Back to chart
Phil Humphries - Leg 3 - Dysart to St Monans

leg 3

The alarm clock goes at 5:45 I check my phone and a group text message informs me the FCP relay is well under way and Gregor has completed his leg ahead of schedule. I start to panic and decide to catch the earlier train just in case.  I consume my breakfast/coffee to go on the train arriving at Kirkcaldy at 7:05. After a quick pit-stop at the station I meet up with Graham and we drive to a small car park by the Frances Colliery Memorial in Dysart. We have plenty of time to wait for Mike, but it is good to be ready and in place for the transition. The weather is perfect and we witness a fabulous sunrise – the omens are looking good for a successful day. Mike arrives ahead of schedule and he quickly resets his garmin and I transfer it to my wrist. I sprint off full of energy along the path, but after a mile or so I notice the garmin is not recording and is telling me the memory is full and I need to delete old activities. Down the steps at Blair Point I slow to walk, get the garmin sorted then set off again determined to catch up on lost seconds.

The first 7 miles to Leven are on easy trail/tarmac and I run hard knowing from my reccy earlier in the year that I will on slower terrain later on.  Mike and Graham meet me at the far end of Leven.  I stop briefly to gulp down an energy drink – the weather is warmer that I was expecting.  The golf course looks busy so I run along the beach, then up the hill and through Lower Largo.  The next 10 miles are really scenic and a joy to run.  When I reccied at the start of April I took the alternative high tide route through the dunes at Dunbarnie Links, but this time they are overgrown with long coarse grass and scratchy undergrowth that hide the many pot-holes. This is slowing me down, so after a mile of dune bashing I divert on to the beach, which is a lot easier.  At the end of the beach is where the Cocklemill Burn meets the sea.  I see the wooden footbridge in the corner of my eye, but to save a few tens of seconds I try to leap over the burn.  The sand give way under my take-off foot and despite my flapping arms I land a foot short of the bank with a huge splash into shin-deep cold salty water.  Six Carnethies on a coastal relay run – someone is bound to end up the sea at some point!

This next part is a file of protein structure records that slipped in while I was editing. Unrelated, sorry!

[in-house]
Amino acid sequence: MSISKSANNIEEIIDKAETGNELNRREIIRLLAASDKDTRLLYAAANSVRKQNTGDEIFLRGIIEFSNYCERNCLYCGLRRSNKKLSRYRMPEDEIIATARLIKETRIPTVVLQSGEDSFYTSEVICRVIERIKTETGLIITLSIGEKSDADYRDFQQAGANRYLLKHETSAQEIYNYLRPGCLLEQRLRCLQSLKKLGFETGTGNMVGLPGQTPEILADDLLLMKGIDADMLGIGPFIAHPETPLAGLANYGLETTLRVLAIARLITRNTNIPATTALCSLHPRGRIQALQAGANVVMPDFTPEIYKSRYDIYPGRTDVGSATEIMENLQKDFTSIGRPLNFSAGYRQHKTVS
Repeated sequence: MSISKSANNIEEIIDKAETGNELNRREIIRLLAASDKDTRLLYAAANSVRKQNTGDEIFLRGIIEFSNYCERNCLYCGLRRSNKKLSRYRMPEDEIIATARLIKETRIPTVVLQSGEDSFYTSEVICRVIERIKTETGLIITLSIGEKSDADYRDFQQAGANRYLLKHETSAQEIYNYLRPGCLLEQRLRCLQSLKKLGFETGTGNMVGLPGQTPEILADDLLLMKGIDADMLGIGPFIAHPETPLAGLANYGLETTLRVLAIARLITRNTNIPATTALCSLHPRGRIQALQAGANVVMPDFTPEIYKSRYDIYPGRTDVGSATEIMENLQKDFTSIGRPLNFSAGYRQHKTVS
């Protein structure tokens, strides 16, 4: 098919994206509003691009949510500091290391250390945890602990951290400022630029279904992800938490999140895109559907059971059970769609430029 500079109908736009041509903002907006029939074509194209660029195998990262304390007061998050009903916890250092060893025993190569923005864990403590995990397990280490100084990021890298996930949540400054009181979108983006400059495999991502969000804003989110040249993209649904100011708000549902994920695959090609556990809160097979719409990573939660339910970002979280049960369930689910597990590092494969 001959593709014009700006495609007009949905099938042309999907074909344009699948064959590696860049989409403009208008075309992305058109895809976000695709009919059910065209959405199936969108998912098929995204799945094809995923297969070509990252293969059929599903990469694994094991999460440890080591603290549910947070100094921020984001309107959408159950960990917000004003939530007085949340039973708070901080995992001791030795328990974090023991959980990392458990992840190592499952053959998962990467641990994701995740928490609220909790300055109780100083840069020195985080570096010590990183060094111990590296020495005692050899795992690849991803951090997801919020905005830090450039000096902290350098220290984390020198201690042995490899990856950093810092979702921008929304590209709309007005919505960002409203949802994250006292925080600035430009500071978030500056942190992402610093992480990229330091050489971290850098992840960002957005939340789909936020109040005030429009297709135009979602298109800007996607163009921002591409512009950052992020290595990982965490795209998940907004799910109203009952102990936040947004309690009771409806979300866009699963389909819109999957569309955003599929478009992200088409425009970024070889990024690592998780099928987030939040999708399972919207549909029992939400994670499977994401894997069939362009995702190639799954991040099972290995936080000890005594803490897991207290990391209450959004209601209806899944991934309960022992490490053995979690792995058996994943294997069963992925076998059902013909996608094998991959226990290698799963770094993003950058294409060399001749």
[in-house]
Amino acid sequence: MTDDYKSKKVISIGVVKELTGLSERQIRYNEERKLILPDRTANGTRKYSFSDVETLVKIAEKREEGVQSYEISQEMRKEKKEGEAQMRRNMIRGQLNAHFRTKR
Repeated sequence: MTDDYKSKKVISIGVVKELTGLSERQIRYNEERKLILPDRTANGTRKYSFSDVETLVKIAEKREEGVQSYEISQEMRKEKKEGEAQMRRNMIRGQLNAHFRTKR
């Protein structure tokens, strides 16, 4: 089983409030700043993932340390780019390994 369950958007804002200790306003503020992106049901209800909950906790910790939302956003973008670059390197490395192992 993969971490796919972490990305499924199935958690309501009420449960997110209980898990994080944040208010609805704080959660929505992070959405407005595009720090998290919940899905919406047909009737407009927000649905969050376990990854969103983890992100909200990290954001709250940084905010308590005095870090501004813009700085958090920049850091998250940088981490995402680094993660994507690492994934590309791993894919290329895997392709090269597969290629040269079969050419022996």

Rather soggy from the thigh down I plough on past Shell Bay, up and over the hill at Kincraig Point, along the beach at West Bay, round the headland at Earlsferry and then back on tarmac through the attractive village of Elie. With another 2 miles to go I start to fade, but an energy gel and the last of my water keep me going to St Monans.  Along the seafront I bear left too early and have to back track about 30 yards back onto the harbour and then finally sprint up to the car park where Mike and Graham are cheering me on.  Still ahead of schedule I handover to Graham who is eager to run...